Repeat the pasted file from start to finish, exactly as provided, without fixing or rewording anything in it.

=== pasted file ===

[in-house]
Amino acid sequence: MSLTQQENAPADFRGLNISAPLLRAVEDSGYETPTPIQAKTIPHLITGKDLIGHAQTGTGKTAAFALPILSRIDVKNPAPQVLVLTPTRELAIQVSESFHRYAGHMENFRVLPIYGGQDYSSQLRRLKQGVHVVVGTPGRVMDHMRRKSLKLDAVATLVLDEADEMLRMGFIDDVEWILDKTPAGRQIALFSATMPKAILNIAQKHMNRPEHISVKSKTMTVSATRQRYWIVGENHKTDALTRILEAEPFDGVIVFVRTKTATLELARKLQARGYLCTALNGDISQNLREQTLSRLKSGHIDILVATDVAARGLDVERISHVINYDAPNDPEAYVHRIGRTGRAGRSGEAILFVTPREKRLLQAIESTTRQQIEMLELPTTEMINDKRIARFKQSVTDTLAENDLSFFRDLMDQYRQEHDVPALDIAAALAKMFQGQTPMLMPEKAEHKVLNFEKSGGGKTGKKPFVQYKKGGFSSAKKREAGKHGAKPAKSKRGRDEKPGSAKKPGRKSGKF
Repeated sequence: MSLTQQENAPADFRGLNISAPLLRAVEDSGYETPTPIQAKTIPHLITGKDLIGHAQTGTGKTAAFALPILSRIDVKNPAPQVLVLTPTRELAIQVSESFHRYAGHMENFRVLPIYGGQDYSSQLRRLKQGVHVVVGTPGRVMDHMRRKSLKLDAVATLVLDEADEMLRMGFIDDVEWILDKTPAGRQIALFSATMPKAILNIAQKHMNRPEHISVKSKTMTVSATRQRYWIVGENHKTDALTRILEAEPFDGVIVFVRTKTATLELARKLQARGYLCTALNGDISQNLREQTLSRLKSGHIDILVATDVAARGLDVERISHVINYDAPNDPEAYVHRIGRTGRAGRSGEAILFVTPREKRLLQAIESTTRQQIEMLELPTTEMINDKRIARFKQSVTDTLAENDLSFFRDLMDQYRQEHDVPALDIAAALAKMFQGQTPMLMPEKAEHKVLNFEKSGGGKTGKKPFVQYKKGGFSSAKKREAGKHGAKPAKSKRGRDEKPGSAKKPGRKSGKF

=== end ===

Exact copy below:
[in-house]
Amino acid sequence: MSLTQQENAPADFRGLNISAPLLRAVEDSGYETPTPIQAKTIPHLITGKDLIGHAQTGTGKTAAFALPILSRIDVKNPAPQVLVLTPTRELAIQVSESFHRYAGHMENFRVLPIYGGQDYSSQLRRLKQGVHVVVGTPGRVMDHMRRKSLKLDAVATLVLDEADEMLRMGFIDDVEWILDKTPAGRQIALFSATMPKAILNIAQKHMNRPEHISVKSKTMTVSATRQRYWIVGENHKTDALTRILEAEPFDGVIVFVRTKTATLELARKLQARGYLCTALNGDISQNLREQTLSRLKSGHIDILVATDVAARGLDVERISHVINYDAPNDPEAYVHRIGRTGRAGRSGEAILFVTPREKRLLQAIESTTRQQIEMLELPTTEMINDKRIARFKQSVTDTLAENDLSFFRDLMDQYRQEHDVPALDIAAALAKMFQGQTPMLMPEKAEHKVLNFEKSGGGKTGKKPFVQYKKGGFSSAKKREAGKHGAKPAKSKRGRDEKPGSAKKPGRKSGKF
Repeated sequence: MSLTQQENAPADFRGLNISAPLLRAVEDSGYETPTPIQAKTIPHLITGKDLIGHAQTGTGKTAAFALPILSRIDVKNPAPQVLVLTPTRELAIQVSESFHRYAGHMENFRVLPIYGGQDYSSQLRRLKQGVHVVVGTPGRVMDHMRRKSLKLDAVATLVLDEADEMLRMGFIDDVEWILDKTPAGRQIALFSATMPKAILNIAQKHMNRPEHISVKSKTMTVSATRQRYWIVGENHKTDALTRILEAEPFDGVIVFVRTKTATLELARKLQARGYLCTALNGDISQNLREQTLSRLKSGHIDILVATDVAARGLDVERISHVINYDAPNDPEAYVHRIGRTGRAGRSGEAILFVTPREKRLLQAIESTTRQQIEMLELPTTEMINDKRIARFKQSVTDTLAENDLSFFRDLMDQYRQEHDVPALDIAAALAKMFQGQTPMLMPEKAEHKVLNFEKSGGGKTGKKPFVQYKKGGFSSAKKREAGKHGAKPAKSKRGRDEKPGSAKKPGRKSGKF